Capital Gains Tax changes proposed for residential properties
HM Revenue & Customs are set to introduce changes to the taxation and reporting of residential property sales by individuals and trusts, with effect from 6th April 2020.
Currently, when a tax liability arises on the sale of a residential property owned by a UK resident individual, the tax is calculated via a self-assessment tax return. The appropriate tax is calculated and paid by the 31st of January following the end of the tax year in which the disposal is made. Therefore in some circumstances, an individual will have 21 months to pay the tax due on the sale.
From 6th April 2020, such disposals will need to be reported and a payment on account in respect of the Capital Gains Tax (CGT) made within 30 days of disposal.
The calculation of the tax will not need to be exact, especially as the rates of CGT are dependent on an individual’s income levels, and therefore an income estimate for the tax year will need to be considered at the time. The calculation will also need to take into account any available reliefs, exemptions and losses. A balancing payment or repayment will be dealt with after the end of the tax year, either by amending the CGT return, awaiting a reconciliation calculation from HMRC, or by including the gain on the self-assessment tax return.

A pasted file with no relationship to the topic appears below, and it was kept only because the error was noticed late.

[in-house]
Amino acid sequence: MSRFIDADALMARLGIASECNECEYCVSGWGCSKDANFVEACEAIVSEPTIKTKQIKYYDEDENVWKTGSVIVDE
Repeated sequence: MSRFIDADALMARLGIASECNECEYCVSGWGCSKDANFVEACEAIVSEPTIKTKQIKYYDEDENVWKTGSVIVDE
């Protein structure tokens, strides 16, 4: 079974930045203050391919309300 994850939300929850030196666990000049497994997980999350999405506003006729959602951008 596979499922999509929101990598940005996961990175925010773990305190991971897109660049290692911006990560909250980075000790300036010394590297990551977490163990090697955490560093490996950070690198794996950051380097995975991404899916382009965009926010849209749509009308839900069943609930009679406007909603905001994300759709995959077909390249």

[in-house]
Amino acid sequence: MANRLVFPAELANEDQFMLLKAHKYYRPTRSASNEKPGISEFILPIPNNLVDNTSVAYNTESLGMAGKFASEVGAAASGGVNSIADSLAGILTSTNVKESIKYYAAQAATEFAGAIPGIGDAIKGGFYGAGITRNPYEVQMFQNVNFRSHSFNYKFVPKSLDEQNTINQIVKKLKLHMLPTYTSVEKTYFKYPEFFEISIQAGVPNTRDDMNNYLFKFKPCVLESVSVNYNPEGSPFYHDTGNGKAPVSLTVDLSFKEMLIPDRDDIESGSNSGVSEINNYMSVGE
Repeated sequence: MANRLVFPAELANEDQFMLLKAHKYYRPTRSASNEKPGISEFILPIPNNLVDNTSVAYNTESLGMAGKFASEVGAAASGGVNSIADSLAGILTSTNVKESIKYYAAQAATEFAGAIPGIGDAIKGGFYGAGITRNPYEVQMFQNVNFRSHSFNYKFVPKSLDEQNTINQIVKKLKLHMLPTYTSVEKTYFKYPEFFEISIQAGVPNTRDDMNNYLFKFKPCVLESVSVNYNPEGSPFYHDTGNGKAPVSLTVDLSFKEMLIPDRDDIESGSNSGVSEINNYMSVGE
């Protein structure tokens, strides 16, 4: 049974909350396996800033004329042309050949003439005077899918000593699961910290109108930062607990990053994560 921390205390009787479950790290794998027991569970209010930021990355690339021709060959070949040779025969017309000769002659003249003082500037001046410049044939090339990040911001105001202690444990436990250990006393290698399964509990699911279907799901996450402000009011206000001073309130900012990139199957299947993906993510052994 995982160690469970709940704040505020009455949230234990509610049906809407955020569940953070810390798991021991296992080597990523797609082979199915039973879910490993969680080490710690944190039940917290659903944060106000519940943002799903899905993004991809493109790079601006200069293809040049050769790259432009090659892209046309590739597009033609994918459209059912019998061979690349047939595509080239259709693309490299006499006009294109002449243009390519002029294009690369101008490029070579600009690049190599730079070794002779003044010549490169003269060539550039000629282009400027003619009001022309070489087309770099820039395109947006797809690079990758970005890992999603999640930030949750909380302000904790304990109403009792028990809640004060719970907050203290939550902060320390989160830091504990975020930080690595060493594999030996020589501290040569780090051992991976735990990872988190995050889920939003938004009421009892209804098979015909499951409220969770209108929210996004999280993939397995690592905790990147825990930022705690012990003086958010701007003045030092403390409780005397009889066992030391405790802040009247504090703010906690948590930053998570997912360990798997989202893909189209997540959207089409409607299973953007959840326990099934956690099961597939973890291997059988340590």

An exemption to the filing requirement applies for any disposals made where gains are covered by principal private residence (PPR) relief, losses brought forward, or the annual exemption.
Failure to submit the return within 30 days of disposal will lead to late filing penalties, which are likely to be in line with self-assessment penalties (£100 for one day late, a further £300 for being six months late, and another £300 for being 12 months late). HM Revenue & Customs also have discretion to apply £10 daily penalties for returns filed between three and six months late.
It’s currently unclear how the late payment penalties will apply, given that the payment on account that’s made is an estimate.
To calculate the gain or loss arising and make the appropriate return to HMRC, it will be necessary to investigate the property’s purchase history to identify the allowable costs and reliefs available. Taxpayers should therefore review the position as soon as they begin to consider disposing of a property and where appropriate, discuss this with their accountant or advisors.
HMRC have confirmed that a Residential Property CGT return may be made in place of a self-assessment tax return, and therefore an individual will not be required to register for, and to submit a tax return solely to report the disposal.
Please note, there are also significant changes to both PPR Relief and Lettings Relief from 6th April 2020, meaning a disposal after this date could significantly increase the tax due if any properties have previously been a landlord’s main residence. Further guidance is available in our separate briefing which can be found here.
If you would like more information about how this might affect you, speak to one of our experts today.